Facts and figures about South Sudan, which became the world's newest country on Saturday:
THE LAND: Sudan is currently the largest country in Africa but on Saturday will lose the Texas-sized south, which becomes its own nation. South Sudan shares a 1,300 mile- (2,100-kilometer-) border with northern Sudan. South Sudan also will border Kenya, Uganda, Ethiopia, Central African Republic and Congo.
THE PEOPLE: The south's population is disputed. A 2008-09 census found that it had 8.26 million, but the southern government argued that the south has between 11 million and 13 million. Of more than 200 ethnic groups, the majority practice traditional or indigenous faiths and Christians remain in the minority. The percentage of southern Muslims is much smaller, though immigrants from the north who practice Islam are well represented in the southern capital.
CHALLENGES: It is one of the least developed regions in the world, where an estimated 85 percent of the population is illiterate. The U.N. says a 15-year-old girl in Southern Sudan has a higher chance of dying in childbirth than finishing school. There was only a mile or two of pavement in its capital just a little over a year ago. Food prices have soared in recent months and unemployment is high: Many southerners are self-sustaining cattlekeepers or farmers, while others subsist off small sales of tea and other goods.
THE ECONOMY: Sudan is sub-Saharan Africa's third-largest oil producer, and the south should assume control of more than 75 percent of the daily oil production of 490,000 barrels. But negotiations between north and south over the future of the oil industry — worth billions per year — are mired in dispute.
Oil earnings have accounted for about 98 percent of the south's budget the past six years, and the government has said diversifying its economy is a priority. The southern government recently called for the U.S. to lift its sanctions on Sudan, which currently prohibit U.S. companies from investing in the country.
Reserves of copper, gold, and tin could prove to be an asset to the new country's economy but could spark further problems with the north. Vast tracts of arable land in the south are ripe for commercial agriculture, and watchdog groups have warned of the risk of "land-grabbing" by foreign investors due to the lack of regulation by the young government.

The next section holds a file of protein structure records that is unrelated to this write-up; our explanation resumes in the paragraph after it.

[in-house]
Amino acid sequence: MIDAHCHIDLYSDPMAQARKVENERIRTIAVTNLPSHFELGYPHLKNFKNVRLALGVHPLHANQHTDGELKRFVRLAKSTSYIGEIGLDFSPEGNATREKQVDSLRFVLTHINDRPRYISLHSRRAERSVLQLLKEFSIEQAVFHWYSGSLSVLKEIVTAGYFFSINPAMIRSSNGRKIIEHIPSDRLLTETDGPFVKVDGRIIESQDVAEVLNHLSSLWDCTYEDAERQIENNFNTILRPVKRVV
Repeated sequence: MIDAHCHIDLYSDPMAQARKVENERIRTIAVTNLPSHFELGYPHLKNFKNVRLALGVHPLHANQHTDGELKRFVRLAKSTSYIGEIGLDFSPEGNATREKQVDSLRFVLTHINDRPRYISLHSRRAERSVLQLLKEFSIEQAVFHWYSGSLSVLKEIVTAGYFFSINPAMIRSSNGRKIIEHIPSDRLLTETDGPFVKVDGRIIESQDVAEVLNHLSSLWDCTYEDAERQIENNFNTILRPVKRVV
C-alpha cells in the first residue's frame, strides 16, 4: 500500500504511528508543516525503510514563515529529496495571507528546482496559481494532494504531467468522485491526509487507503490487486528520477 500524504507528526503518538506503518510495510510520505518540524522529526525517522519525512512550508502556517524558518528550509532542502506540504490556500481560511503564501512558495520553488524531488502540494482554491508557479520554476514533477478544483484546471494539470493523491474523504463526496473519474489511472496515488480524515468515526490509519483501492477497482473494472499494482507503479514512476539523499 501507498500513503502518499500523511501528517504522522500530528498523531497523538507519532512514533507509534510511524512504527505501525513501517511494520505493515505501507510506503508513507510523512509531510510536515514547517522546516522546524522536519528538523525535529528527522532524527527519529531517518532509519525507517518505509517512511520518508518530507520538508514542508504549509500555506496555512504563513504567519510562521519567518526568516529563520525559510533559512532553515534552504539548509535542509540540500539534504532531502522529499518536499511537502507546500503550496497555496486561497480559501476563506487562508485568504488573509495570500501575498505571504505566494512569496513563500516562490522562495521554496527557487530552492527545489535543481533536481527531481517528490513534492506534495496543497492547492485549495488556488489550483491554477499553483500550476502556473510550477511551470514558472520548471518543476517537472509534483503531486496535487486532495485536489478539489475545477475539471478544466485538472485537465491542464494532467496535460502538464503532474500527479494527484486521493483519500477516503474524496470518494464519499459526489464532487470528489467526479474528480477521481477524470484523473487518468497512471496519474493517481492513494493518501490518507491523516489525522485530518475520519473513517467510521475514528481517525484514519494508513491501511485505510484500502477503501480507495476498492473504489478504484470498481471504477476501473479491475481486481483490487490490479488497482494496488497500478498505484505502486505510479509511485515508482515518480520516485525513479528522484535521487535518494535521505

HISTORY: Sudan gained independence from Britain in 1956 after descending into internal north-south conflict in 1955, which southerners linked to unequal colonial policies over more than a century of British-Egyptian rule.
The first southern rebellion against Sudan's Arab-ruled north burned from 1962 to 1972 and resulted in a peace deal that largely did not satisfy the south's desire for autonomy. War between north and south resumed in 1983, when the Sudan People's Liberation Army launched a violent struggle that would last until 2005, claiming more than 2 million lives and forcing an estimated 4 million southerners to flee their homes.
The internationally-brokered Comprehensive Peace Agreement called for a six-year interim period in which a semiautonomous government would rule the south until a January 2011 self-determination vote. The referendum passed nearly unanimously in favor of secession.
Tensions have flared since the vote, raising fears that the partition may leave many unresolved issues that could stoke further conflict between the two regions after the split, particularly along its disputed north-south border.
INDEPENDENCE: The southern government says 30 African heads of state will travel to Juba for Saturday's independence festivities. U.N. Secretary-General Ban Ki-moon, former U.S. Secretary of State Colin Powell and U.S. Ambassador to the U.N. Susan Rice are also expected to attend.